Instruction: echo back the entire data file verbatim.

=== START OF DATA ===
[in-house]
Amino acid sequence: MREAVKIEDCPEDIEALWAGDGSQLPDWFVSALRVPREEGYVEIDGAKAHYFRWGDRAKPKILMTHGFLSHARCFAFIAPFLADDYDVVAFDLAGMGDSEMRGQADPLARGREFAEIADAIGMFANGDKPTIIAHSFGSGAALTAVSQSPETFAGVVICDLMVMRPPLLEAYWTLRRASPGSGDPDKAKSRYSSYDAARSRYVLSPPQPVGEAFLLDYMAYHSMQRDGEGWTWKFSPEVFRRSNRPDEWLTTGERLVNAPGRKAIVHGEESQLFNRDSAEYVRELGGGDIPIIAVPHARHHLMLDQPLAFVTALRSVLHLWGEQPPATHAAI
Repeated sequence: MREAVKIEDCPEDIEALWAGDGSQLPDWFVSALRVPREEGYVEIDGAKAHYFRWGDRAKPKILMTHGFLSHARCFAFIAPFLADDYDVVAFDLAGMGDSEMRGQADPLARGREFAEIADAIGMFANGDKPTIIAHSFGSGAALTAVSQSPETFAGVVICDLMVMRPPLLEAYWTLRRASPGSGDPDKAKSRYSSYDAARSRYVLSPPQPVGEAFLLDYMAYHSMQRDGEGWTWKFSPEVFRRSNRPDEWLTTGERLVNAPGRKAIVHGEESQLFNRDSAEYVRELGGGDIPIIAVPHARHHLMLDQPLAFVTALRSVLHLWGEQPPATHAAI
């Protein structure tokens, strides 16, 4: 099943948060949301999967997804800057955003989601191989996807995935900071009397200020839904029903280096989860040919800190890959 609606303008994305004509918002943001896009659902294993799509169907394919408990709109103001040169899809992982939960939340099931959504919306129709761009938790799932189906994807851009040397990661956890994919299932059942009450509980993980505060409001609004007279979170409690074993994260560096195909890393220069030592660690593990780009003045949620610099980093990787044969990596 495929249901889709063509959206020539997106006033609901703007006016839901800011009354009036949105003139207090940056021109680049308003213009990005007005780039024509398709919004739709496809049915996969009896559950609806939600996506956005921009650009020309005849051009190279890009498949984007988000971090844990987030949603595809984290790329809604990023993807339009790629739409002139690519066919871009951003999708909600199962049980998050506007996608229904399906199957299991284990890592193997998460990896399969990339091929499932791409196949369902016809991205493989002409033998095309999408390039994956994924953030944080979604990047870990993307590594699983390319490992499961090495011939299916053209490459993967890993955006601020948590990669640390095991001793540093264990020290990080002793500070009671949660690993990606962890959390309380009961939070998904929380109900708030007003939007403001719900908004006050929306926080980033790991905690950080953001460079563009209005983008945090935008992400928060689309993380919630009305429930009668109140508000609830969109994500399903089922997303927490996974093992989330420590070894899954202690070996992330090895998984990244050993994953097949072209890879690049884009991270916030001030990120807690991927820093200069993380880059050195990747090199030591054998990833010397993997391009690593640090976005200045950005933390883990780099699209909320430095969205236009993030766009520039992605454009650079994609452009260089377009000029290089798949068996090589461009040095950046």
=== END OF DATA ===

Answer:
[in-house]
Amino acid sequence: MREAVKIEDCPEDIEALWAGDGSQLPDWFVSALRVPREEGYVEIDGAKAHYFRWGDRAKPKILMTHGFLSHARCFAFIAPFLADDYDVVAFDLAGMGDSEMRGQADPLARGREFAEIADAIGMFANGDKPTIIAHSFGSGAALTAVSQSPETFAGVVICDLMVMRPPLLEAYWTLRRASPGSGDPDKAKSRYSSYDAARSRYVLSPPQPVGEAFLLDYMAYHSMQRDGEGWTWKFSPEVFRRSNRPDEWLTTGERLVNAPGRKAIVHGEESQLFNRDSAEYVRELGGGDIPIIAVPHARHHLMLDQPLAFVTALRSVLHLWGEQPPATHAAI
Repeated sequence: MREAVKIEDCPEDIEALWAGDGSQLPDWFVSALRVPREEGYVEIDGAKAHYFRWGDRAKPKILMTHGFLSHARCFAFIAPFLADDYDVVAFDLAGMGDSEMRGQADPLARGREFAEIADAIGMFANGDKPTIIAHSFGSGAALTAVSQSPETFAGVVICDLMVMRPPLLEAYWTLRRASPGSGDPDKAKSRYSSYDAARSRYVLSPPQPVGEAFLLDYMAYHSMQRDGEGWTWKFSPEVFRRSNRPDEWLTTGERLVNAPGRKAIVHGEESQLFNRDSAEYVRELGGGDIPIIAVPHARHHLMLDQPLAFVTALRSVLHLWGEQPPATHAAI
């Protein structure tokens, strides 16, 4: 099943948060949301999967997804800057955003989601191989996807995935900071009397200020839904029903280096989860040919800190890959 609606303008994305004509918002943001896009659902294993799509169907394919408990709109103001040169899809992982939960939340099931959504919306129709761009938790799932189906994807851009040397990661956890994919299932059942009450509980993980505060409001609004007279979170409690074993994260560096195909890393220069030592660690593990780009003045949620610099980093990787044969990596 495929249901889709063509959206020539997106006033609901703007006016839901800011009354009036949105003139207090940056021109680049308003213009990005007005780039024509398709919004739709496809049915996969009896559950609806939600996506956005921009650009020309005849051009190279890009498949984007988000971090844990987030949603595809984290790329809604990023993807339009790629739409002139690519066919871009951003999708909600199962049980998050506007996608229904399906199957299991284990890592193997998460990896399969990339091929499932791409196949369902016809991205493989002409033998095309999408390039994956994924953030944080979604990047870990993307590594699983390319490992499961090495011939299916053209490459993967890993955006601020948590990669640390095991001793540093264990020290990080002793500070009671949660690993990606962890959390309380009961939070998904929380109900708030007003939007403001719900908004006050929306926080980033790991905690950080953001460079563009209005983008945090935008992400928060689309993380919630009305429930009668109140508000609830969109994500399903089922997303927490996974093992989330420590070894899954202690070996992330090895998984990244050993994953097949072209890879690049884009991270916030001030990120807690991927820093200069993380880059050195990747090199030591054998990833010397993997391009690593640090976005200045950005933390883990780099699209909320430095969205236009993030766009520039992605454009650079994609452009260089377009000029290089798949068996090589461009040095950046």